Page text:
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Cezanne Burnout

At the start of the 20th century Cezanne’s family, generally, wanted to disassociate themselves with the works that came into their possession. Now, so hard to imagine what they were not seeing? After the Artist’s death, sketchbooks were torn apart and paintings sold for relative smidgens of dough. The following is about an Artist’s perspective on not necessarily the best ‘painter’ in modern times but undoubtably the most important and contextually influential in terms of Modern Art… that led to Contemporary Art… i.e. now!

Since the opening of the Cezanne exhibition at Tate Modern I have heard four different expressions of mild disappointment. I have also talked to others that have loved it. However, when you see a rat in a city apparently that means that there are many more close by. Definitely not comparing these people to rats, my point is that if as many as four people go so far as saying such things as ‘were those really the best Cezannes?’ or ‘I was just a bit under whelmed’… then it may suggest a wider problem. It is sticking one’s neck out in polite conversation, to criticise such an Art giant. Not an easy thing to say, so they must have meant it!  A theory began to form as to why this was. If you were disappointed that the exhibition did not deliver what you had imagined then here is my guess as to why. It is about how a society grows and perhaps wilts too, as a collective cultural mass. How the bar of our acceptance of challenging imagery raises and falls again. And how Artists traditionally raise that bar. Especially when Cezanne was working, they challenge their audiences to join them in new territory. So.. deep breath… The people I refer to were not Art historians, Art writers or serious Artists, simply Art enthusiasts and occasional exhibition goers.

Firstly, ‘Go back’! You will see new perspectives. It is sure to be a ‘once in a 20 year opportunity’, at least?

I will assume most readers of this text will not have grown up with the fantastic bright and glowing nuggets of gold, the iphone and such like. Despite, in my view, the Art book being the most beautiful way of seeing and learning about Art, second to being in the presence of it, there is no doubt that the digital world that most of us have succumbed to is a gargantuan influencer. It has opened a way for infinite possibilities and allowed the progression of Art to accelerate so fast. Today we can all be Artists, Chefs, Garden designers and so on. By using the best examples of Abstract Art on Youtube, Instagram and the www. you can become an Abstract Artist within days. Or at least make Art that looks like Art.  I am a strong believer in Artists needing to earn the accolade of ‘Artist’ through a commitment to specific skills, interests, approaches, sensibilities. Apologies…going off on one!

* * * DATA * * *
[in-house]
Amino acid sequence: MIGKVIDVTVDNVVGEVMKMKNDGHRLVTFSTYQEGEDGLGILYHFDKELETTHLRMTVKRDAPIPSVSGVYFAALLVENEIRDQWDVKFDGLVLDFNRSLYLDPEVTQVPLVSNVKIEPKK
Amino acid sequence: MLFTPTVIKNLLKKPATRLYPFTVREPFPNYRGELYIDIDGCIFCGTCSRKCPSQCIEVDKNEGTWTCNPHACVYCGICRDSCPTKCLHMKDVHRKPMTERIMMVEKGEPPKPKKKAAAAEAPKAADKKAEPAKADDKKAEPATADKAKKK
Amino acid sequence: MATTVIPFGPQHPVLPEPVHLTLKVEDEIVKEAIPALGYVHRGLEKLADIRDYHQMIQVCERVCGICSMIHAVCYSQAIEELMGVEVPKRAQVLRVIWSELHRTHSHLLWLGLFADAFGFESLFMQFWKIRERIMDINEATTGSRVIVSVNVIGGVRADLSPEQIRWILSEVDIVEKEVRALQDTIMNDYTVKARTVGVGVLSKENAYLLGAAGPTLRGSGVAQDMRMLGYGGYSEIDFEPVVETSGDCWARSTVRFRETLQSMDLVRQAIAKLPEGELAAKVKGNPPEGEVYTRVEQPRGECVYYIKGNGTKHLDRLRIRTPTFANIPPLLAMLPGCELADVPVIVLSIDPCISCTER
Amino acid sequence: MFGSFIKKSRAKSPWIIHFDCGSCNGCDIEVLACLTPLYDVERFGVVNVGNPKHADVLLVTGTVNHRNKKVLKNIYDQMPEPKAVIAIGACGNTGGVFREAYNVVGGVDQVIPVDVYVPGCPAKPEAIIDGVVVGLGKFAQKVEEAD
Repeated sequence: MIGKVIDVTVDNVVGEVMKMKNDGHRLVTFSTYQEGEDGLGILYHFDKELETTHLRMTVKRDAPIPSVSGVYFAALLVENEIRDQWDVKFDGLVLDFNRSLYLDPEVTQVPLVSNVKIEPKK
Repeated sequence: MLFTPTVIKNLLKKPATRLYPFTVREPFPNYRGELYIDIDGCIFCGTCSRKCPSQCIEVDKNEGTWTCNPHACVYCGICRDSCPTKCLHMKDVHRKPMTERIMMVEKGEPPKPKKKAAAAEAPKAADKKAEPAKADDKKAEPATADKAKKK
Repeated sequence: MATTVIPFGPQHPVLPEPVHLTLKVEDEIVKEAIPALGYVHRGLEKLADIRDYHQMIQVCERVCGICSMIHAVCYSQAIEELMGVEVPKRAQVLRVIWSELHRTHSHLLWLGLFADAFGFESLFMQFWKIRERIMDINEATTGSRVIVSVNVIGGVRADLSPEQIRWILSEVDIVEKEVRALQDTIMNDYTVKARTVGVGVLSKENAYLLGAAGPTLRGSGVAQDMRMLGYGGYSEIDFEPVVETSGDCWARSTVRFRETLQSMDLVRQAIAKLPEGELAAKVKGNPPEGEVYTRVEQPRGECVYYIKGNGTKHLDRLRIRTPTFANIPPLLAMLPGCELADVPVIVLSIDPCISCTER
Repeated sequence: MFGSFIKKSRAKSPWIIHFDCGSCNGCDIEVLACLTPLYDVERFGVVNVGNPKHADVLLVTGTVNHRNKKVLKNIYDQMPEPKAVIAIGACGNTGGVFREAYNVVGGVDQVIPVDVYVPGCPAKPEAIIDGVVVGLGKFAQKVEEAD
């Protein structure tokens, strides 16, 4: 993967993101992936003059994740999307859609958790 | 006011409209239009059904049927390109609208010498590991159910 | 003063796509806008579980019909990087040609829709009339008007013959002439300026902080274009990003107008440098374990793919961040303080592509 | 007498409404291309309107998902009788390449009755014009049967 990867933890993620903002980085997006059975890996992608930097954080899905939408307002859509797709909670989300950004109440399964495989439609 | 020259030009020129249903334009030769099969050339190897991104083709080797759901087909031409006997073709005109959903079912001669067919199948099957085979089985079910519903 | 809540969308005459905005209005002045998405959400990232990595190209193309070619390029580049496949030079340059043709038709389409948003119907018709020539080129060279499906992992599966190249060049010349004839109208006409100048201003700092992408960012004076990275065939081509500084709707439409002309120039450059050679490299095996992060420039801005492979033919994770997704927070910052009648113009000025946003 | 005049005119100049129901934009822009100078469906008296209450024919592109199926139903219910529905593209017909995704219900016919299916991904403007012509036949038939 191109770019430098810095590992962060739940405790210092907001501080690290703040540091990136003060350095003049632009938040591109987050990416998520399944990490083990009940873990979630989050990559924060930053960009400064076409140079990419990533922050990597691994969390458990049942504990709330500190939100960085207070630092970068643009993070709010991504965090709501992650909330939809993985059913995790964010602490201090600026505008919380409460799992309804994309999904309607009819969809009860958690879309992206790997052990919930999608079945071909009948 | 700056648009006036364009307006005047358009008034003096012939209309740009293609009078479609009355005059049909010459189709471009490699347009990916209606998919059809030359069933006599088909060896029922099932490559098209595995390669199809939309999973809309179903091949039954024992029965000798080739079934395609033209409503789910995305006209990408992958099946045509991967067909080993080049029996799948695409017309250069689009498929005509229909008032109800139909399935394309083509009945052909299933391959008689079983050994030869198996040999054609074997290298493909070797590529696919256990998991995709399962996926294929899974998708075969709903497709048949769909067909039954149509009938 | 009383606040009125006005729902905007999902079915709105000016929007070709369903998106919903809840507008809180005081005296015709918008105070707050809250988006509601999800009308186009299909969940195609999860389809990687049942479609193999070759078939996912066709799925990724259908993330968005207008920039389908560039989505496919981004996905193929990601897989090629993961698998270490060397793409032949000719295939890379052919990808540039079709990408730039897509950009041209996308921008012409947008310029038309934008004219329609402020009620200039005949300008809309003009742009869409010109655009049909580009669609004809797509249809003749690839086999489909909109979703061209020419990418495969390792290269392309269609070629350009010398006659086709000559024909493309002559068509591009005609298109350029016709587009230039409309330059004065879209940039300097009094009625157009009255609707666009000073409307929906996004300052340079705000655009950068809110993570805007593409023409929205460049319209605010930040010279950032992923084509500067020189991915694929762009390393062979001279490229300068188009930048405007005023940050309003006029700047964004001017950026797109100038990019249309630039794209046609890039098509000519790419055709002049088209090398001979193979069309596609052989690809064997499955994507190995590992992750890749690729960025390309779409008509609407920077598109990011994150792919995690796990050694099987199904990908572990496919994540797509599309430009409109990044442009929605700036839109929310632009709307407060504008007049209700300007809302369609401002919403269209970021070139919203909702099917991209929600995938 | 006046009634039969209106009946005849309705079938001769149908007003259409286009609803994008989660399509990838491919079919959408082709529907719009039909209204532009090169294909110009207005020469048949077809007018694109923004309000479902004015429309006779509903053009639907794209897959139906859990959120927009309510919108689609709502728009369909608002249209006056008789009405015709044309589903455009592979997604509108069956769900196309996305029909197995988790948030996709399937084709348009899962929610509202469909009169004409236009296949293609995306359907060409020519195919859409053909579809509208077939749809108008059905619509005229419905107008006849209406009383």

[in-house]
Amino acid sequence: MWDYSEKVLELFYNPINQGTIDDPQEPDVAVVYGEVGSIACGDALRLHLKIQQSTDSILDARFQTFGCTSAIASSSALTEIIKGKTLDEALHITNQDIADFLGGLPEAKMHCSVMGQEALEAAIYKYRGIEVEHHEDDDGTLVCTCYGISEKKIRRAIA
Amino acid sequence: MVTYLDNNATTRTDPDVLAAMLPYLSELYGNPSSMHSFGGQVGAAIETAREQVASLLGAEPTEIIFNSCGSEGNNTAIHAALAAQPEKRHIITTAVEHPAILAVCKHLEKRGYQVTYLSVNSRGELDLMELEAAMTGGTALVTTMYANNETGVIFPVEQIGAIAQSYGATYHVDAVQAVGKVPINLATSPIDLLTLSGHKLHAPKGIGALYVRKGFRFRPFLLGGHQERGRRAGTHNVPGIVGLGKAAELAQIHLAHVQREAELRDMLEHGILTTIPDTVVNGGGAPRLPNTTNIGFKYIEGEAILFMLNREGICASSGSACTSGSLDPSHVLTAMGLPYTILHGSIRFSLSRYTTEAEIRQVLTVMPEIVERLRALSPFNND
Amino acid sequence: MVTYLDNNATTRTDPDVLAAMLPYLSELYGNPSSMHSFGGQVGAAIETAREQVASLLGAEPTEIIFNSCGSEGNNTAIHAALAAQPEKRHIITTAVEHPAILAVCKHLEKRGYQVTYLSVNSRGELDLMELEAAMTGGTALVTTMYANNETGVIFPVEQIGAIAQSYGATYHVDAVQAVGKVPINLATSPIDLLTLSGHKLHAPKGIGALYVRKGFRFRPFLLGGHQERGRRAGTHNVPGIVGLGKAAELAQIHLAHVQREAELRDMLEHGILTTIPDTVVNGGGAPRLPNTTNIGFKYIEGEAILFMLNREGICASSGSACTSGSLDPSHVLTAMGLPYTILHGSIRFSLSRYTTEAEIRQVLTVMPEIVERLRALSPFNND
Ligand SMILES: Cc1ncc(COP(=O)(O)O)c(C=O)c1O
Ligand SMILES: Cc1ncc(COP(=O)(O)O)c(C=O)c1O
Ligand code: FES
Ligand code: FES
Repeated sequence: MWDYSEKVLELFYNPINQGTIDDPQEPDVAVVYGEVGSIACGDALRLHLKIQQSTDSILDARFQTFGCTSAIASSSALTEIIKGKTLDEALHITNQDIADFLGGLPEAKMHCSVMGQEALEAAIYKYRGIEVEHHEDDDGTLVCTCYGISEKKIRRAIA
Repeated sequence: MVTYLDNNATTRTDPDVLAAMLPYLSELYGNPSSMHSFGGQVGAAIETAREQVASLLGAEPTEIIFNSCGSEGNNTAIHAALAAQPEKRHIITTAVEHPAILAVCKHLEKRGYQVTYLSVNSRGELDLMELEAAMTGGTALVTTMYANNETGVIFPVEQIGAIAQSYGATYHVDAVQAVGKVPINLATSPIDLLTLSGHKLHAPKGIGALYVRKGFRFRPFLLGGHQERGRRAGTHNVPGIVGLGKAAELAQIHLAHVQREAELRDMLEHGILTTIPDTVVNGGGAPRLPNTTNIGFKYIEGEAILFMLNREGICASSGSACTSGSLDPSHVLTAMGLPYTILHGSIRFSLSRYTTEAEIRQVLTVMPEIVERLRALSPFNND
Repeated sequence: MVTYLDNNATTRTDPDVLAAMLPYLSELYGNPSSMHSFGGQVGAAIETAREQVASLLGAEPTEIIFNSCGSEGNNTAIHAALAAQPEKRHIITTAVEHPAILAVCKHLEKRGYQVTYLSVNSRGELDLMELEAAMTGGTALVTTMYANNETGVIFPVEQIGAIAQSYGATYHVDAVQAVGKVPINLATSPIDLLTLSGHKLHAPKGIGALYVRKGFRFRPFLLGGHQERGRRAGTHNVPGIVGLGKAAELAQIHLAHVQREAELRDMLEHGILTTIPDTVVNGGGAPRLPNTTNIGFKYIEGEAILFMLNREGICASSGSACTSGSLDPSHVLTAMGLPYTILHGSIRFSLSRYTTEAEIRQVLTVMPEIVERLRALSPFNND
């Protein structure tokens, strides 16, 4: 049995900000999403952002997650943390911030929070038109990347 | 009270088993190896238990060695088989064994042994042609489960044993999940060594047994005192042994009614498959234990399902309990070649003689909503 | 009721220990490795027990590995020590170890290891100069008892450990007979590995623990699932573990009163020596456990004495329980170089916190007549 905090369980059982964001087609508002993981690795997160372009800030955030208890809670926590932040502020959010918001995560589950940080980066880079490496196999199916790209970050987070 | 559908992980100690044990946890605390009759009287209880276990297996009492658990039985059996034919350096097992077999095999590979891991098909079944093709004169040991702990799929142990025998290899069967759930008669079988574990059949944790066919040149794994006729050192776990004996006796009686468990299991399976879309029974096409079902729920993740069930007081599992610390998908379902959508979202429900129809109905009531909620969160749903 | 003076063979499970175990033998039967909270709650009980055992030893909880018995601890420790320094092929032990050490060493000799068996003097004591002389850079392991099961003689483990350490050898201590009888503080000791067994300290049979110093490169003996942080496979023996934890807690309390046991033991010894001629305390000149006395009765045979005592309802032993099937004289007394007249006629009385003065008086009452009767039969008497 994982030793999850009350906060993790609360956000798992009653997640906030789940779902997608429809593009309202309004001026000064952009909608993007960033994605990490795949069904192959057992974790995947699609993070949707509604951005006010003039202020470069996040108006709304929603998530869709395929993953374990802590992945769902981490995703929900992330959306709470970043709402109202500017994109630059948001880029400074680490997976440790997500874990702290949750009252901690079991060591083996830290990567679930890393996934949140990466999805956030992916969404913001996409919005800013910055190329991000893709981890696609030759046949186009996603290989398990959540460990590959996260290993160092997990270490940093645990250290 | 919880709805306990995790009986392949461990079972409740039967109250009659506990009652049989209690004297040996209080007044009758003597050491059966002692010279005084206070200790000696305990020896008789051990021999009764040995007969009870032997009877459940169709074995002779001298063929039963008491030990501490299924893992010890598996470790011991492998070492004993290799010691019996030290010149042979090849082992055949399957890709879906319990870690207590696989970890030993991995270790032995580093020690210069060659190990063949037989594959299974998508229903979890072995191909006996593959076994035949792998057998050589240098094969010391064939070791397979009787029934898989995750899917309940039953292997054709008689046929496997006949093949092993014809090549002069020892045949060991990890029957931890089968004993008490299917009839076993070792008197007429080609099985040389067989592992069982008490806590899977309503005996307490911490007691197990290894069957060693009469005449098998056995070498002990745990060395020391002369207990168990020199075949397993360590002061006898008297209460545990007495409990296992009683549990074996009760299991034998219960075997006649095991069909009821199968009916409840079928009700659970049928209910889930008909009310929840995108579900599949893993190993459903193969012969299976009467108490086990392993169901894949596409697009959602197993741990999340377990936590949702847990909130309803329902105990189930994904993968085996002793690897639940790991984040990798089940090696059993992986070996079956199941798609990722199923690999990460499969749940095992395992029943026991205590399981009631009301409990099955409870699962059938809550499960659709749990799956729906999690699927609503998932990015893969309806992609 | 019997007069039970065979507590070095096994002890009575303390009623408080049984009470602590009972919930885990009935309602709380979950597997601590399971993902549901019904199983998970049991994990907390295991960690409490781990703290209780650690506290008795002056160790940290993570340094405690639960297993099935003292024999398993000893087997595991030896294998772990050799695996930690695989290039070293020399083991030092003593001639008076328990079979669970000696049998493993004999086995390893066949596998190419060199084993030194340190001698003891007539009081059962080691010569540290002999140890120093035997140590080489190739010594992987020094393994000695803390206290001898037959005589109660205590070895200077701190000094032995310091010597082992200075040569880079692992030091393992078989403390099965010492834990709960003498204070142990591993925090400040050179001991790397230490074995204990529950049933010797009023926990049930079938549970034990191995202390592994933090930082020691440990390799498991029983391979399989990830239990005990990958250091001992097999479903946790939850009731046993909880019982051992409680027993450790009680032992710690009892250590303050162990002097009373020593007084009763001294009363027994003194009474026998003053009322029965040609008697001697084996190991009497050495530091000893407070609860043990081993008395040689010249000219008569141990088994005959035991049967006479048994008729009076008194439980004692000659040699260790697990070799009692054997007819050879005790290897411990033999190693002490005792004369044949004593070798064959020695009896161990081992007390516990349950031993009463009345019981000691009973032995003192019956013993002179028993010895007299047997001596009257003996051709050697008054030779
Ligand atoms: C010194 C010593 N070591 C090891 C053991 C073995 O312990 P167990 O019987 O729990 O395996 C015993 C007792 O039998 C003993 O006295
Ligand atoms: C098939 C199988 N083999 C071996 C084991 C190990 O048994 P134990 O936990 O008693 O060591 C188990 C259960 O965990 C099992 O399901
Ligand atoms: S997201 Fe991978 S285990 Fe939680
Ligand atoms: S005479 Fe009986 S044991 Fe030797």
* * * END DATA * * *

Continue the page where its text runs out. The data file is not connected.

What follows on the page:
With our infinite accessibility and now natural ability to visually digest and accept, without question, that even 20 years ago may have seemed alien and difficult. We have, as a cultural collective, made huge advances in opening up. As a teacher of Art the phrase ‘Anyone could do that, Sir’ or “They are taking the piss’. Those properly dismissive remarks fired at Modern and Contemporary Art were relished opportunities for fun but informed chats that, if allowed, I would use to excite and (9 times out of 10) allow in curiosity rather than suspicion. But these conversations became less and less frequent. The once shocking drips, vibrancy, tears, pourings, constructions and conceptualisations have now become everyday currency. And this is great news! But… and I am near to the core, imagine this: Paris 1888, exhausted and drained, you walk out of The Louvre into the cold air of winter, you see the Tuilleries ahead of you and walk with a spring in your step towards the gardens with the idea that you will re-charge somewhat. A day of academic studying of huge religious scenes and paintings of War with bizarrely posed power gestures in the heat of a heroic battle. You accelerate out and towards the gardens… the gravel crunching audibly below you… bang !! Your body shakes. You bump, quite forcefully, into a small scruffy and bearded red head. He protectively takes a canvas away from under his arm, away from the direction of impact. One thing leads to another and the chap enthusiastically swings around the canvas for your eyes. Vincent speaks with alarm now ‘ Il vient de sercher, … S’il vous plait ne toucher pas, c’est pour decoure ma maison dans le sud’   You ponder… you struggle to interpret.. are they sun flowers?… or thick multiple, vibrating daubes of hue and oil? Before you know it and shouting from the top scaffold planks of the era, you reply ‘Mon dieu! Emmenez le vers le sud aussi vite que vous le pouvez! Loin de ce maitre-autelde l’art! * Unbroken by his burning self-belief, that his Art is the future, Vincent turns and marches on… towards his Art materials supplier on the left bank.